1. First I need to clarify the title. Of course, citta (pronounced “chittha”) are thoughts. All kamma start as mano saṅkhāra, i.e., one starts thinking about something and it escalates into speech and bodily action by the “wheeling” or “riya” process; see, “Nibbāna – Stopping of the Saṃsāric Vehicle“.
- The complete cessation of doing saṅkhāra happens only when one becomes an Arahant. But after attaining the Sotāpanna stage, this “wheeling process” stops for certain types of initial thoughts or citta.
2. We have seen that apāya is a common word for the lowest four realms of existence, see, “The Grand Unified Theory of Dhamma“. Apāyagāmi (“apāya” + “gāmi” means directed towards) citta are those that lead to potent kamma responsible for rebirth in the lowest four realms.
3. So, what cittā or thoughts get one started on the “wheeling process” or a “thought process” that leads to speech or bodily action of very bad consequences, i.e., birth in the apāyā? These are thoughts that arise because one does not have a full understanding of the “nature of this world”, i.e., the Tilakkhana, or anicca, dukkha, anatta.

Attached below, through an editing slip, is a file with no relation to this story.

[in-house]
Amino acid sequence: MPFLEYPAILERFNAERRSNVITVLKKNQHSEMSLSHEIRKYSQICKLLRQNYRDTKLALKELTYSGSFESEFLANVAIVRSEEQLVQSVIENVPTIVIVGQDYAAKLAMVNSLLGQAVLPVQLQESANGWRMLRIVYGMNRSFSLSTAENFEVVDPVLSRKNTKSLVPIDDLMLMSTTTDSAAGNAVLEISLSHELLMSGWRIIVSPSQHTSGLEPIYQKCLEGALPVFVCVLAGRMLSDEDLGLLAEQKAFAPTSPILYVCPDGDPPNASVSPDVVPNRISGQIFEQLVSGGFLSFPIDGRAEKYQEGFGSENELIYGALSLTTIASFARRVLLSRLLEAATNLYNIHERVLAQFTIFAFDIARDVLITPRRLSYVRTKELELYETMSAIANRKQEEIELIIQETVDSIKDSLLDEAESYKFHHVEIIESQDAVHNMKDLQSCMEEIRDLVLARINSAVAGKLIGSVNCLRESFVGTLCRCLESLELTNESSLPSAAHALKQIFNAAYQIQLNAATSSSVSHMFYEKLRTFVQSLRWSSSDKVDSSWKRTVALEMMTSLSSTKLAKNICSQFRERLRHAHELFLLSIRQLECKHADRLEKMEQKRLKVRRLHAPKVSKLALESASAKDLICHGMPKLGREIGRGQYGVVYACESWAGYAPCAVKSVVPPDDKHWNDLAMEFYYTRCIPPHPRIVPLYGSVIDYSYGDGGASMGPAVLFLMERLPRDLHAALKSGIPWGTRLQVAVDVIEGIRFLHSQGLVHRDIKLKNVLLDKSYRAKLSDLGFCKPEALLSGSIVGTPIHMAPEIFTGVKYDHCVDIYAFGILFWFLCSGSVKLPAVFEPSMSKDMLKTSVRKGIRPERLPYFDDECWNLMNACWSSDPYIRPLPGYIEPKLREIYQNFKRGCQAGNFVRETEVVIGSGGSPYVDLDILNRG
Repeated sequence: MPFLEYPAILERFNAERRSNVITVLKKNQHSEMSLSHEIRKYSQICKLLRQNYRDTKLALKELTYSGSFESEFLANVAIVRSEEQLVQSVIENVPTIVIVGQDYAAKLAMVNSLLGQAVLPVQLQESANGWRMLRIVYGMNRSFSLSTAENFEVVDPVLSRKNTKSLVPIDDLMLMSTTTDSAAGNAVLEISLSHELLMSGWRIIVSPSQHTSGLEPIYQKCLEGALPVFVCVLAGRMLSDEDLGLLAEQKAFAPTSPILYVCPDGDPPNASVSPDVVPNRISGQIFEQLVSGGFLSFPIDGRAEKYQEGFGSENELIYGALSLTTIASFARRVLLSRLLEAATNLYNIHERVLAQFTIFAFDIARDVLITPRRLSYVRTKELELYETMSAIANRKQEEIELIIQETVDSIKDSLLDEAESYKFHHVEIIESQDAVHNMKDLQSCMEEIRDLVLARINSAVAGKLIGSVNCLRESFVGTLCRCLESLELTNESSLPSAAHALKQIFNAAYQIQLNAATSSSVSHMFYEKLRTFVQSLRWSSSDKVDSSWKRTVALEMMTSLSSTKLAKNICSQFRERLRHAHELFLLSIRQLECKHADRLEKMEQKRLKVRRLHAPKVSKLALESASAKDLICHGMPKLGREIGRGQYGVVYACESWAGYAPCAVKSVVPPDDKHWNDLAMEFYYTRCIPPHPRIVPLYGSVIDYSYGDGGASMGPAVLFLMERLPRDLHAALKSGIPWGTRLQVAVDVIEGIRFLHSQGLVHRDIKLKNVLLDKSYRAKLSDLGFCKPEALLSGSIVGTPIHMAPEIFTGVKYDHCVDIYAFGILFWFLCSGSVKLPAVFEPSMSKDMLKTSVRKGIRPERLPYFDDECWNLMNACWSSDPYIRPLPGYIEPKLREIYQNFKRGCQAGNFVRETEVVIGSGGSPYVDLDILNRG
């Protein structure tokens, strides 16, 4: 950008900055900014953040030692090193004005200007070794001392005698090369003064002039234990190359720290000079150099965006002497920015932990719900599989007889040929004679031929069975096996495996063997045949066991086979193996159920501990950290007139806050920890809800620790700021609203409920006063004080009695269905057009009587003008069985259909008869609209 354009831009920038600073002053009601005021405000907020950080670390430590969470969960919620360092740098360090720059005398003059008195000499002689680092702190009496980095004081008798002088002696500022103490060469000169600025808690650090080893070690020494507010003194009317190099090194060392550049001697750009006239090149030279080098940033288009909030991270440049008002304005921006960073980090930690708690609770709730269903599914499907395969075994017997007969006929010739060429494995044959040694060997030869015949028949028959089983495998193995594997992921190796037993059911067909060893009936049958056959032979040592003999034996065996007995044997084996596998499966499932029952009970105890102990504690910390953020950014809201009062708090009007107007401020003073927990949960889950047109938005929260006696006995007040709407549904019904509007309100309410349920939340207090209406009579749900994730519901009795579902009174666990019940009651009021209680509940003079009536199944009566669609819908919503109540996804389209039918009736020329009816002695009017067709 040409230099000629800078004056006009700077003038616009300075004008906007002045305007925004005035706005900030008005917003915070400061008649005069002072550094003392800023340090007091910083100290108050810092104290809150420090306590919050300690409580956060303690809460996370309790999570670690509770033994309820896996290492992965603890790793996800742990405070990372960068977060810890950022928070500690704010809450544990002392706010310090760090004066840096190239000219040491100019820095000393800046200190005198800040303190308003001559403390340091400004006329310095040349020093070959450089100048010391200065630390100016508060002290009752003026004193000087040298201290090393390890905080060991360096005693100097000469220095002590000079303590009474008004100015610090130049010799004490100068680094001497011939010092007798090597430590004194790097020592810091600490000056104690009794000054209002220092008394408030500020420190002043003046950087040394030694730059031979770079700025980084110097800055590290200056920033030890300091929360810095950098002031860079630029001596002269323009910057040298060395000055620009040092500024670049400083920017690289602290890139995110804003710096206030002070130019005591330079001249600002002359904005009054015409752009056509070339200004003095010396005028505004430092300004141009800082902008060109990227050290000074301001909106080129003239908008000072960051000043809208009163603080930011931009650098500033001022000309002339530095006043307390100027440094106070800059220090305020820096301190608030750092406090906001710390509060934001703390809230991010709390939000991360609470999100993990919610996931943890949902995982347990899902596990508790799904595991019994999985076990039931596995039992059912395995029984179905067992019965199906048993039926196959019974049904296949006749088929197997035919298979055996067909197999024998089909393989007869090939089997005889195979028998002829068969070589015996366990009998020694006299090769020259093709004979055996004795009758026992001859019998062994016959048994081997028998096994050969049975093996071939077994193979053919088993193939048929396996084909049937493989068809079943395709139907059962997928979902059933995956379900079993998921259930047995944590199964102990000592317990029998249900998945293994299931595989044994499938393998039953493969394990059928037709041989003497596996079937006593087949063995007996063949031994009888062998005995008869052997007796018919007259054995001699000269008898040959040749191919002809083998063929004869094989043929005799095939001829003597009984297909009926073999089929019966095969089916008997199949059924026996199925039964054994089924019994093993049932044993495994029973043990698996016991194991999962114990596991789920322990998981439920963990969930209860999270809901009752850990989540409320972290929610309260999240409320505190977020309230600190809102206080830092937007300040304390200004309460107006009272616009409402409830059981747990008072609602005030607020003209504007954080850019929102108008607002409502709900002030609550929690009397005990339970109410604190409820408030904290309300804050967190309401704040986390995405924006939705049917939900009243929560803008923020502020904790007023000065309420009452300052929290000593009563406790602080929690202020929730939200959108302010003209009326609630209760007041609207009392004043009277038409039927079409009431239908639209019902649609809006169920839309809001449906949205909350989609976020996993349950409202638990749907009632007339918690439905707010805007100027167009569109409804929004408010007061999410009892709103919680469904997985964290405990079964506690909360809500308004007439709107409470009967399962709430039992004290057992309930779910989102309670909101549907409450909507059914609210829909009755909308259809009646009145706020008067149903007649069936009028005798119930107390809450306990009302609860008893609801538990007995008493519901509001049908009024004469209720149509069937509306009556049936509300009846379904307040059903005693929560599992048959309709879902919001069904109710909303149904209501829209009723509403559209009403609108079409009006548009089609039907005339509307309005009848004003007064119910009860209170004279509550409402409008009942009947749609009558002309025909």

Out of the 89 possible citta (see, “The 89 Types of Citta“) 12 are immoral citta.
- 8 with the lobha (greed) root; moha root is there too.
- 2 with the dosa (hate, ill will) root; moha root is there too.
- 2 with just the moha (ignorance) root.
ALL TEN immoral acts (dasa akusala; see, “Ten Immoral Actions (Dasa Akusala)“) are done with these 12 types of citta.
4. We generate greedy thoughts because we “want to get possession of things that seem to provide happiness”. When we do not get what we want, we generate hate or ill will towards whoever Is in the way.
- And we do both types of actions because we do not realize that it is not possible to achieve lasting happiness with anything in “this world”. Not only that, but we also do not realize that by doing those bad actions we accumulate bad kamma (i.e., accumulate kammic energy) that are going to have bad consequences in the future, either in this very life or in future lives.